From Harlem to Brooklyn, from joyful dance to quiet reflection, here are eight ways to observe Juneteenth and recognize the enduring repercussions of slavery.
Janine Antoni Traces the Passage of Time in a Cemetery’s Catacombs
The artist’s new commission leaves much to contemplate simultaneously — mortality, desire, and the ways in which absence and longing are such a fundamental part of life.
Learning the Art of the Condolence Letter
This lesson on crafting letters of condolence will take place at Green-Wood Cemetery.
An Artist’s Ofrenda Celebrates the Day of the Dead at Green-Wood Cemetery
Last weekend, visitors to the Green-Wood Cemetery celebrated the dead with an altar for Dia de Muertos.
Statue of Gynecologist Who Experimented on Enslaved Women Removed from Central Park
The monument to J. Marion Sims will eventually be installed, along with a display adding historical context, near his grave in Brooklyn’s Green-Wood Cemetery.
Exploring Beech Trees and Buried Painters in a Cemetery Attic
For Among Trees and Stones, artist Matthew Jensen explored Brooklyn’s Green-Wood Cemetery, installing an archive of its history in the gatehouse.
An Installation Weaves Through a Brooklyn Cemetery Chapel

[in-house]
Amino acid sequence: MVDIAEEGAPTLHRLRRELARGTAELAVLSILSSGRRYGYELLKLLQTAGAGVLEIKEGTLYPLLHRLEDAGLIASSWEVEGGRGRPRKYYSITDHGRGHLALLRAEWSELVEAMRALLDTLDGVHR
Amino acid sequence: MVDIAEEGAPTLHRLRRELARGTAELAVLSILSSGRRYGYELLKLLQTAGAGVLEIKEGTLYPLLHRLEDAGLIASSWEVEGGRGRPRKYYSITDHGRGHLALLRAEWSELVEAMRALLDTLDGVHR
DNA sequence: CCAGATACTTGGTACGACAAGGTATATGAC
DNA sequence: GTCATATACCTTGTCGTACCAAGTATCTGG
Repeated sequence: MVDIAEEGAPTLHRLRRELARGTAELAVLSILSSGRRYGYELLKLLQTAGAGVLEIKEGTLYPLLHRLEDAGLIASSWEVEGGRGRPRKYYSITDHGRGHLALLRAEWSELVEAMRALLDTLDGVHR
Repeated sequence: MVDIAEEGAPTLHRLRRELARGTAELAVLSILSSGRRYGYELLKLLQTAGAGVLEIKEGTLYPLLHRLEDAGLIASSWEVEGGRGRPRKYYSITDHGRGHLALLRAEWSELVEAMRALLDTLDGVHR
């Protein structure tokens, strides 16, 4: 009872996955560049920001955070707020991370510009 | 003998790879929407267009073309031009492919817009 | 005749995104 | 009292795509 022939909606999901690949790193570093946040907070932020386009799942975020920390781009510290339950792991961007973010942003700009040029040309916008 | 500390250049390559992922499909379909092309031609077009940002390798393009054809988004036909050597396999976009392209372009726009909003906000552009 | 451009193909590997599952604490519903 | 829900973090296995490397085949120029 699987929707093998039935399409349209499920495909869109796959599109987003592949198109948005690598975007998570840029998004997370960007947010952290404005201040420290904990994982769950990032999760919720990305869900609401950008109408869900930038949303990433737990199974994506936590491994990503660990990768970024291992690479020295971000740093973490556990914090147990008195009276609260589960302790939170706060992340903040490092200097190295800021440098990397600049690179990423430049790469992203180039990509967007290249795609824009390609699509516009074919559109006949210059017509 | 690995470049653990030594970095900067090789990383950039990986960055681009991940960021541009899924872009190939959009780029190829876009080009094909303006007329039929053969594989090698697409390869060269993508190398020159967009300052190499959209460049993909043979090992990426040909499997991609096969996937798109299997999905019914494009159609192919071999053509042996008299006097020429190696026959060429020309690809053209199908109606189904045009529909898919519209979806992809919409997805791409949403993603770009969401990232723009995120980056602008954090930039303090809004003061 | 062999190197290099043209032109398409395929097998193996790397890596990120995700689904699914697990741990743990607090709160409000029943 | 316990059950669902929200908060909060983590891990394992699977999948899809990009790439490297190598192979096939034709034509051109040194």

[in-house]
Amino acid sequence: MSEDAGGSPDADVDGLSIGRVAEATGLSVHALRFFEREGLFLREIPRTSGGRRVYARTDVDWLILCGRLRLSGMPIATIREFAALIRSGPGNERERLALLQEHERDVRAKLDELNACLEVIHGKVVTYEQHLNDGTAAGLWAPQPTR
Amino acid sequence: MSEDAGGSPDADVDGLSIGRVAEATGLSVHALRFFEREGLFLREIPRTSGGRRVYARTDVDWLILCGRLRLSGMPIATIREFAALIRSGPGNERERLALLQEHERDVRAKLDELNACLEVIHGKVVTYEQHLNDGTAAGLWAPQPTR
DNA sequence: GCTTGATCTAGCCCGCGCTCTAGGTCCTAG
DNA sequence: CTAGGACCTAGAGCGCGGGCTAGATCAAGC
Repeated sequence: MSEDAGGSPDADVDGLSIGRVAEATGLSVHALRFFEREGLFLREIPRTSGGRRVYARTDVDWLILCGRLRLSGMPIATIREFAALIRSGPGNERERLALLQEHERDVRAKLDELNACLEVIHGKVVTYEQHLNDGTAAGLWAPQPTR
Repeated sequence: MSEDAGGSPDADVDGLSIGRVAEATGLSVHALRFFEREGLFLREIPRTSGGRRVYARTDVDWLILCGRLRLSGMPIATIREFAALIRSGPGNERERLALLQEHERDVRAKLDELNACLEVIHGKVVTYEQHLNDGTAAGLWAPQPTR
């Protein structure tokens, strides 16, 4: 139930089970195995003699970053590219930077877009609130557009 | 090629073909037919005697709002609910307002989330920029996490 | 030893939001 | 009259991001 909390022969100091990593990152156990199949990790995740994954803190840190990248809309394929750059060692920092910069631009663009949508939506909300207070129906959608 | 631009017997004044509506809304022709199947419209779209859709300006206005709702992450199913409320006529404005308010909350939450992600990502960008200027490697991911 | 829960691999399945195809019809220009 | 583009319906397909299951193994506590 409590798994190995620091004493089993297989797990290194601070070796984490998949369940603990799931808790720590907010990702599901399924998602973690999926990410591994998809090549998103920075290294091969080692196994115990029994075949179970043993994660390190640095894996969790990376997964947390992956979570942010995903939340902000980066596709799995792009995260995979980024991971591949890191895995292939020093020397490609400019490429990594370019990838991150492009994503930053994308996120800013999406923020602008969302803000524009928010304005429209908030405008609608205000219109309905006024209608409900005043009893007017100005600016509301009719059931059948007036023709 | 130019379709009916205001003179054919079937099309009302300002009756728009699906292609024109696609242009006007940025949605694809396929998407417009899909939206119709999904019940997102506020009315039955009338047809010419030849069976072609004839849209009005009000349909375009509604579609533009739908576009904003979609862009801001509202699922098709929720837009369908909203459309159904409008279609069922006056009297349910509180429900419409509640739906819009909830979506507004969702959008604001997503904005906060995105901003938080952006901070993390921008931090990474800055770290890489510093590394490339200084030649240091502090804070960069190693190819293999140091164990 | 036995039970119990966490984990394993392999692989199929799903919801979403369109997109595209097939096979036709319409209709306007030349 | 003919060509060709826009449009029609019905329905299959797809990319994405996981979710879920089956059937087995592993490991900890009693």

Aaron Asis has strung fuchsia parachute cord through the chapel at Brooklyn’s Green-Wood Cemetery as part of a series of interventions at the burial ground.
Marking an Artist’s Forgotten Grave with His Own Sculpture of Death
The unmarked grave of 19th-century artist Thomas Crawford will soon be commemorated with the installation of one of his own sculptures at Green-Wood Cemetery in Brooklyn.
Tour Green-Wood Cemetery’s Forgotten Artist Graves with Hyperallergic’s Allison Meier
Hyperallergic invites you to step into a museum of the dead with an afternoon tour at Green-Wood Cemetery led by Hyperallergic staff writer (and resident cemetery aficionado) Allison Meier.
The Forgotten First Woman Violinist to Perform on the American Stage
Violinist Camilla Urso “stood on the stage like a statue on fire,” in the words of writer Theodore Tilton.
Commemorating the Civil War with Brooklyn’s Buried Dead
For 13 years, volunteers at Brooklyn’s Green-Wood Cemetery scoured its archives for internments related to the US Civil War, whether soldier or civilian.
A Guide to the 19th-Century Artists’ Graves of New York City
Cemeteries are like indexes of a city’s history, listing the names of its deceased from famous to forgotten in an endless litany.